|The Church of our Lady (Var Frue kirke) in Trondheim is one of Norway's largest medieval churches. It is said to have been founded in 1207. As the name suggests, the church was dedicated to the Virgin Mary. After a fire in 1681, the walls of the church were the only structure left standing in the area. A new, right-angled town plan was drawn up, placing the church on the south side of Kongens gate, one of the city's two main streets, and close to the new marketplace.
The church's architect was Bjorn Signarsson. After the fire in 1681, the nave was extended westwards. The large west tower, designed by lieutenant Wilster, was completed in 1742. It was given a flat roof and an observation platform, but the Trondheim weather caused serious leakages and a pyramid roof was erected in 1779. The tower clock has been in operation since 1742 and the bells have been ringing at regular times since the Middle Ages.
The church contains a number of valuable cultural treasures. The organ was donated in 1772. The altarpiece dated 1742 is the largest in Norway. Originally made for the Nidaros Cathedral, it was moved to the Church of our Lady in 1837. The christening font dates back to 1694 and the pulpit to 1770, while the benches and gallery were renewed in the 1880s.
Vardohus fortress was founded in 1307 to provide protection against attack from the east. In 1733 King Christian VI decreed that a new fortress was to be built. Construction started the following year and was completed in 1738. The original drawings show the fortress very much as it is today. It is situated on a small elevation on the west side of the island of Vardoya and laid out in the shape of an eight--pointed star, about 80 metres from point to point.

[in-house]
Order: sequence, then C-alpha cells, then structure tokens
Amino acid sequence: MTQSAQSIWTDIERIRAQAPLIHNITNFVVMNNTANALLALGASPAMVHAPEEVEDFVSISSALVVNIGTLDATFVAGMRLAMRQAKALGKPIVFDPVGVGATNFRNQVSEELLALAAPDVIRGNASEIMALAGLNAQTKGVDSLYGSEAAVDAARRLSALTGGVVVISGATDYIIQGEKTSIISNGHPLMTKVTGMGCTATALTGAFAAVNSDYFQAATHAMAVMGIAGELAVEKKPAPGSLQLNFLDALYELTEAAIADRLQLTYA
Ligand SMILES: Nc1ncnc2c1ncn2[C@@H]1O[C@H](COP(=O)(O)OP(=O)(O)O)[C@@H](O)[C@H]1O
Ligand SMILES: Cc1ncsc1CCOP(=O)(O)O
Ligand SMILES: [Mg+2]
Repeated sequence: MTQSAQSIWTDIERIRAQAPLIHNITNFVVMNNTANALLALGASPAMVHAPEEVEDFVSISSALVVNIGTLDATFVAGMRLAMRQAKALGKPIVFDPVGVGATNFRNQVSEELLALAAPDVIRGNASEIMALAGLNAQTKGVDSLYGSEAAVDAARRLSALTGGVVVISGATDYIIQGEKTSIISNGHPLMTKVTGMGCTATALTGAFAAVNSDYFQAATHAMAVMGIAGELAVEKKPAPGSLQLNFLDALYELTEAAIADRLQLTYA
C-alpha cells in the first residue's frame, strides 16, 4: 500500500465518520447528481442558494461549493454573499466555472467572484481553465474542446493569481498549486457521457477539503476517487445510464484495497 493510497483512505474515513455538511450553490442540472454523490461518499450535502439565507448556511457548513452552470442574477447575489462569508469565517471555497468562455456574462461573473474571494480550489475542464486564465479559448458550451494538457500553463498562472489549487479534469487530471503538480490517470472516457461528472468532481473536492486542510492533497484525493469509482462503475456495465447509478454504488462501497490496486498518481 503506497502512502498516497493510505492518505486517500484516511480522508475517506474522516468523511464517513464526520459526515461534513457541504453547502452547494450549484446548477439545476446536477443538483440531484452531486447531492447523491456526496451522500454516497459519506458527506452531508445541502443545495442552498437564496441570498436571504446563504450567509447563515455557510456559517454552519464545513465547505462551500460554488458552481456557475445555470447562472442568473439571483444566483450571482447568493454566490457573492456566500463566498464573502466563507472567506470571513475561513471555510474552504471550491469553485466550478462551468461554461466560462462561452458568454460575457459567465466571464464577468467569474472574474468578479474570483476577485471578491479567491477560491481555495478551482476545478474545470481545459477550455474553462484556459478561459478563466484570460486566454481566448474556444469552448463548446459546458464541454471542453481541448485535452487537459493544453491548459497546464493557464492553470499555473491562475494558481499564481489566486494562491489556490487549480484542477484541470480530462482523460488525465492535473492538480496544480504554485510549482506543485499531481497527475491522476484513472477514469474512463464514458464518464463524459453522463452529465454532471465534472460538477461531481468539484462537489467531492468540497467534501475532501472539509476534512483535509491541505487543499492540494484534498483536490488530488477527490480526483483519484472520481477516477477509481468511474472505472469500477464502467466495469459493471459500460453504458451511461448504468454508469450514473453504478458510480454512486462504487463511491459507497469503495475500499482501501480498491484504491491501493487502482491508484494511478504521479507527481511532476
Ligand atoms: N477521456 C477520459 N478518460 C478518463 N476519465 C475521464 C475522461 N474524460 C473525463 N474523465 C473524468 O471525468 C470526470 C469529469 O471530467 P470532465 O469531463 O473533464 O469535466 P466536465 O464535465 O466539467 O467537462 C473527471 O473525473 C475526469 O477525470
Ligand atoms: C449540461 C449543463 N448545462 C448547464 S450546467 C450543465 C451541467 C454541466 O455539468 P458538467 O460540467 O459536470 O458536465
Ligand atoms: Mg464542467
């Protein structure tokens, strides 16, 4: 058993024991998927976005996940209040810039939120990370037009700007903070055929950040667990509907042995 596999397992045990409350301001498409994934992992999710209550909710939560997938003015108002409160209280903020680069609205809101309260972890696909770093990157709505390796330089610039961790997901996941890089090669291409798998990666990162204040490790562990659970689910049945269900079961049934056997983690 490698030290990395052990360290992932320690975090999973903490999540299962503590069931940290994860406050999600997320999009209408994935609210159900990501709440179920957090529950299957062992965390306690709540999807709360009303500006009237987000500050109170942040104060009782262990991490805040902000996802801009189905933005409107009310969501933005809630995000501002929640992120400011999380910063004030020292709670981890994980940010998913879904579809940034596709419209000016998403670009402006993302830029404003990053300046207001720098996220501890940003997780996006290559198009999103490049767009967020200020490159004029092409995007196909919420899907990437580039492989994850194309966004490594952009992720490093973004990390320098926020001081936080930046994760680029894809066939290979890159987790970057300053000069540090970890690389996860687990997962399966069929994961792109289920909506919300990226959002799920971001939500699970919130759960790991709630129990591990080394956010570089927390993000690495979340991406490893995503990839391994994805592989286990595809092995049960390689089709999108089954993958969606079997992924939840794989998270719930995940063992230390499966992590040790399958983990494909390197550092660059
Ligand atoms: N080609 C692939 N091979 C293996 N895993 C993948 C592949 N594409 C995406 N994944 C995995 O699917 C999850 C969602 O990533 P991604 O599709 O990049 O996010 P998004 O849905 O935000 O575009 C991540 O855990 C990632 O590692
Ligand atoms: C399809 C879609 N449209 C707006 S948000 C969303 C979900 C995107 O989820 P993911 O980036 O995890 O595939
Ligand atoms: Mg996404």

Upkeep of the fortress was poor due to lack of money and the buildings and fortifications soon fell into disrepair. In 1793 the fortress was shut down and let to a Bergen company, which used the buildings to house whaling crews. The fortress was reopened in 1800. The Russians were becoming more and more of a threat as they wrought havoc along the coast of Finnmark. This proved that the fortress also had a mission in peacetime.
When the Germans vacated the fort-ress at the end of 1940-44 occupation, the buildings showed signs of neglect, but determined efforts and extra funds gradually returned them to a presentable condition. After the liberation in 1945, Vardohus served for a time as a prison for traitors and was later used by homeless people from Vardo. Alternative accommodation was found for them, and the Coastal Artillery took over the fortress in 1947.